From Iraq: Reflections on Returning
17 November 2017
Our Iraq team is currently on mission reconnecting with the people they met this past spring and early summer. Some are people they’ve worked with, others are people they helped rescue from ISIS territory and sniper fire. Dave Eubank previously wrote about those interactions and another Ranger, Sky, who was a part of the early June rescue teams, shares what it was like for him to return to where the rescues happened and reconnect with some of the individuals rescued.
We spotted the hospital while still on the eastern side of the Tigris River. After crossing a bridge (recently repaired since ISIS destroyed it) we were stopped at a Federal Police checkpoint. They were nervous about us being there, scared we would step on an IED. I was taken aback, considering every one of us had been on the front line during the operation to liberate Mosul, when the fighting was at its worst.
It looked much different than I recalled. It wasn’t just the absence of shrapnel, rubble, and bodies in the street. I realized my point of view had changed. Before, I had observed the scene from a second story window, or quickly peeked over a wall. Now I stood out in the open, no snipers to worry about. Last time I had stood here I was multi-tasking: dragging a wounded man, trying to keep the tank between myself and ISIS machine gun nests, and trying to make sure we weren’t flanked. That didn’t leave a lot of time to take in the scenery. Now I had a moment to let it soak in.
Death still hung in the air. Bones and pieces of flesh left the stench. It still smelled the same. Worse were the clothes: a young child’s shoes; a little girl’s pink shirt. Reminders that children aren’t off limits for ISIS.
Omar, the civilian who aided the FBR team in rescuing wounded, met us in the street. He and his family had moved back to their home only a few blocks away. He hugged me and kissed my cheek, calling me his brother. I’ll never forget the first day I met him. After Omar had risked one trip into ISIS territory to rescue his wounded mother, Dave Eubank asked if he wanted to go with us to rescue more casualties. His response: “I am with you until death.” His courage inspired me.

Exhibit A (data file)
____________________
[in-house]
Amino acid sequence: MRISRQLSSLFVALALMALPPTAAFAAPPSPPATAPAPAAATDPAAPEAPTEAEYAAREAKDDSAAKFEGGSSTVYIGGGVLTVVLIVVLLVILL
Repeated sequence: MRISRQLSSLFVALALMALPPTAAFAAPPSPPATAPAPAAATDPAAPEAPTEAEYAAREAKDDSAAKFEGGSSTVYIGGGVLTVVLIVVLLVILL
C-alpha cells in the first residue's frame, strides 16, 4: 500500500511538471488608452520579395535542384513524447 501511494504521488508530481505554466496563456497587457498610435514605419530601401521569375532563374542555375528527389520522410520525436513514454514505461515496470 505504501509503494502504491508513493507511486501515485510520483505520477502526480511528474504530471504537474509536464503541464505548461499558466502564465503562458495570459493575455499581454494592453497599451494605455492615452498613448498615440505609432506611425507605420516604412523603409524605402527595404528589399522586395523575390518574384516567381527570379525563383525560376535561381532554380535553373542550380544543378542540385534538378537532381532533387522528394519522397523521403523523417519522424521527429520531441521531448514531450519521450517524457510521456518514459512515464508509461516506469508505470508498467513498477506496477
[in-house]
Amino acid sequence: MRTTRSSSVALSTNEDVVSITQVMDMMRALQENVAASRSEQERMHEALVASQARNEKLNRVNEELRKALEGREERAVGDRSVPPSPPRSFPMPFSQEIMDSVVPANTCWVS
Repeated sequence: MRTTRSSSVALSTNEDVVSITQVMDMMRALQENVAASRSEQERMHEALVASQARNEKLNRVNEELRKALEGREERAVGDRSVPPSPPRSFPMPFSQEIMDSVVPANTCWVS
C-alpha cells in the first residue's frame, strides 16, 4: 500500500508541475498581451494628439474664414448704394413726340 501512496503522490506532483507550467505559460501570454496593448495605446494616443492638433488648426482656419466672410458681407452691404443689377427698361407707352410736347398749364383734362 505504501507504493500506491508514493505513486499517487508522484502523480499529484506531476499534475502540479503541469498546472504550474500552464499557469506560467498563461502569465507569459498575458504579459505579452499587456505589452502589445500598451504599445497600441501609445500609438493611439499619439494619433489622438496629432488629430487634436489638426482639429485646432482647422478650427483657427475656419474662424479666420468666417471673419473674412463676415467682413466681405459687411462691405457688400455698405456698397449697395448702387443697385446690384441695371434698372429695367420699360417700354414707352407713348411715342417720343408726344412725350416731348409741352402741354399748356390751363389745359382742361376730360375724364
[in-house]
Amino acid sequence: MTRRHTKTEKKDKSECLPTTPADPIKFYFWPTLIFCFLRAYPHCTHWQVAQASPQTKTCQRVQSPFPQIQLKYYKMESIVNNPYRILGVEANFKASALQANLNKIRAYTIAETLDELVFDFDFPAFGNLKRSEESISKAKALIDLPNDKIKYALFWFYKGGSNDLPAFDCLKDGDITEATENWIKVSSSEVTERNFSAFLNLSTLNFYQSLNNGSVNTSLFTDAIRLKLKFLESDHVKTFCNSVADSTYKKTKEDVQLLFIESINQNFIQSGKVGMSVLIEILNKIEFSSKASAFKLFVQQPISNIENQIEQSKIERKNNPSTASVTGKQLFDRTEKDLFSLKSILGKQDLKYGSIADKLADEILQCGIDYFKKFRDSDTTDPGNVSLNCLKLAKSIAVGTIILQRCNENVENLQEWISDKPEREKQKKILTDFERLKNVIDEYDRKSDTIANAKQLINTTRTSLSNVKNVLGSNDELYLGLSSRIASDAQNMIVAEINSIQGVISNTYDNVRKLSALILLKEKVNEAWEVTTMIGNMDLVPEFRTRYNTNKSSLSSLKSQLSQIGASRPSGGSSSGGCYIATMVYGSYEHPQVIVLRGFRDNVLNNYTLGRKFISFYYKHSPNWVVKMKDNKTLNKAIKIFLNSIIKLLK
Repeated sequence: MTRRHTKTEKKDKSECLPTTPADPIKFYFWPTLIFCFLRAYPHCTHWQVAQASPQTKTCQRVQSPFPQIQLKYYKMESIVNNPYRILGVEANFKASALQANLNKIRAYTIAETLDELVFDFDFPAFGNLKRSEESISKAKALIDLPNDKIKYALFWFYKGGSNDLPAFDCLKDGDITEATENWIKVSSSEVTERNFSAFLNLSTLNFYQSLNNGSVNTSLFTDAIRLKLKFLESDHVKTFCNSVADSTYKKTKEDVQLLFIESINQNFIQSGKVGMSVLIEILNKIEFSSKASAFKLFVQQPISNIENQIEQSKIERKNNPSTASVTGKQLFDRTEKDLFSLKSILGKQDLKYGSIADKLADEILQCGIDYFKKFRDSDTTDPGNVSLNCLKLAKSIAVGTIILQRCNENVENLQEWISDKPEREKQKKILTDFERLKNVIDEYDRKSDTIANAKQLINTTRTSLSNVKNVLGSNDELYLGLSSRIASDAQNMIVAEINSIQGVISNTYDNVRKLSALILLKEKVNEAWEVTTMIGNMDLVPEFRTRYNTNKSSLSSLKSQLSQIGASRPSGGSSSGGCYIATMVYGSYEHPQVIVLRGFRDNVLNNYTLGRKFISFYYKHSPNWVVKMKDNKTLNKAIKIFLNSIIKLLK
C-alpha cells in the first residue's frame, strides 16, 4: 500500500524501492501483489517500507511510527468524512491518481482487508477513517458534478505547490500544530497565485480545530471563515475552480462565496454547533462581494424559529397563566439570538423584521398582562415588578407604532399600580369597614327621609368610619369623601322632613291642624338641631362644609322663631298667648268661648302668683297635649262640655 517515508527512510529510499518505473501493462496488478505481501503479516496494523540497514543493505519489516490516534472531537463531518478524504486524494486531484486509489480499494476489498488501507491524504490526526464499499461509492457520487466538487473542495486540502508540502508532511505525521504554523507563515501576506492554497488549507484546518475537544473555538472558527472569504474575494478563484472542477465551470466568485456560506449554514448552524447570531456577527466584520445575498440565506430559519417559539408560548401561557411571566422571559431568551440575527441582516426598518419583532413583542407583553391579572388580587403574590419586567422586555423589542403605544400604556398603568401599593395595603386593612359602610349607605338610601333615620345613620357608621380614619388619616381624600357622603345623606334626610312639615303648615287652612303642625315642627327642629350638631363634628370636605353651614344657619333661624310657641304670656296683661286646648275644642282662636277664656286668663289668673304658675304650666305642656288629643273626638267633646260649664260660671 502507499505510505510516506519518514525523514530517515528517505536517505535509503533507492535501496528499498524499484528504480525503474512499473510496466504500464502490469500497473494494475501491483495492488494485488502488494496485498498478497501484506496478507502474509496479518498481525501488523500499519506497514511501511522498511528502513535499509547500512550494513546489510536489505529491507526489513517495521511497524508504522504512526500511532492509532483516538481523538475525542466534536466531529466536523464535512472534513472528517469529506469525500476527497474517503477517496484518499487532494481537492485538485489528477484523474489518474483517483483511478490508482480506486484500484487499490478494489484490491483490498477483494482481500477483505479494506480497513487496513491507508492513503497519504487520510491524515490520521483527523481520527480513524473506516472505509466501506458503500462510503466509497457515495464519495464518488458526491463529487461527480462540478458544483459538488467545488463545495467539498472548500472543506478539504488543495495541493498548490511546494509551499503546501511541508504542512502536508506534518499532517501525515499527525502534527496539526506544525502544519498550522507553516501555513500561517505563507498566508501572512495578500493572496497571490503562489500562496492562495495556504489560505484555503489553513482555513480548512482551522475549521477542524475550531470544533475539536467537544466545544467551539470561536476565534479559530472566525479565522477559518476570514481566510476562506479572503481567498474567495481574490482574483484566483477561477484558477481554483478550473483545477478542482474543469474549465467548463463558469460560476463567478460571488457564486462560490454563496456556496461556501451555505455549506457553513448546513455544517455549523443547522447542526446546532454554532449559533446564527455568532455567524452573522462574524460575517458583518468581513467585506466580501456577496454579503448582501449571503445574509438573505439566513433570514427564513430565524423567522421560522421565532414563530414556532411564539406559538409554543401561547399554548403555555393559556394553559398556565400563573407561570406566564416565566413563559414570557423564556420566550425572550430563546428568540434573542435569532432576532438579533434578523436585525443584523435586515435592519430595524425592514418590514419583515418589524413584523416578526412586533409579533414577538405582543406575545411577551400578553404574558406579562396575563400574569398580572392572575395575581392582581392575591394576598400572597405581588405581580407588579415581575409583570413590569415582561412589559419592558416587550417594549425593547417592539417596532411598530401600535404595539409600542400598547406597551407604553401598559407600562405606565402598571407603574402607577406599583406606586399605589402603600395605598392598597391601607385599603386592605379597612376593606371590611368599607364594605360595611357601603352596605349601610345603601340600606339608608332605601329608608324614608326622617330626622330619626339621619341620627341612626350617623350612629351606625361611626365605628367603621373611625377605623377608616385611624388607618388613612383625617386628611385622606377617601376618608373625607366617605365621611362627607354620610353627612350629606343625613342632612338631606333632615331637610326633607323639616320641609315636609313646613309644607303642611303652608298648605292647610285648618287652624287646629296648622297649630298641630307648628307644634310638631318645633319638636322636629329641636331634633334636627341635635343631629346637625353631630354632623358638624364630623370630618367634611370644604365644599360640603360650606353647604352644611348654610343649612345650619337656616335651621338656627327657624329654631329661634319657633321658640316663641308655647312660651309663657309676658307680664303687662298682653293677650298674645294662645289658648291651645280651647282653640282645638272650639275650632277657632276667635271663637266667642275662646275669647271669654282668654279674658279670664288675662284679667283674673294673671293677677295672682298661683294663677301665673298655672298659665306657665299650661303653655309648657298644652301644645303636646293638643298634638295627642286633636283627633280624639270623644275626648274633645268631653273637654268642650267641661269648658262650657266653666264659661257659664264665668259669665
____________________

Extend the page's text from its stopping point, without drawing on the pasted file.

We brought food and water to Omar’s home, where we met his wife and four sons. After his mother died, they are all Omar has left. The rest of his family was killed in the fighting. The situation in his neighborhood is bleak. No water and no electricity. He asked if I knew where he might find work. I told him I’d ask around.
After visiting Omar’s home, and treating an infected wound in his foot, we left to visit Khofran. She had been shot by ISIS while trying to reach the safety of the Iraqi forces. The FBR team had found her after sneaking into ISIS territory with four soldiers from the Emergency Response Division. Omar had come too, of course. The last time I had seen Khofran, I had lifted her up into a Humvee to be evacuated. She’s 20-years-old and tougher than she looks. Not many people can keep quiet while being carried along with a broken femur. Her family is as tough as she is. Khofran’s mom had stopped to help her when she was shot, but then her mother took a bullet to the face. Her three brothers had been shot as well, one in the head. Her mother and brothers survived. We left food with her family, and asked if they needed anything else. Her father explained that they are in debt after Khofran’s surgery. I told him we would help as we could.
I have been asked to reflect on how this trip made me feel. Honestly, I don’t know. I am saddened by the loss of life and destruction. I am thrilled to see Omar alive and well. I am humbled to have the opportunity to glorify God in a place some would call godforsaken. I am both glad and angered to see Khofran – glad because she is alive and will be able to walk again. Angry because she should be in university, not recuperating from multiple gunshots.
Most of all, this trip reminded me of 1 Corinthians 13:6-8: “Love does not delight in evil but rejoices with the truth. It always protects, always trusts, always hopes, always perseveres. Love never fails.” That’s why the FBR motto starts with love. It is our greatest commandment, one that never quits in the face of oppression.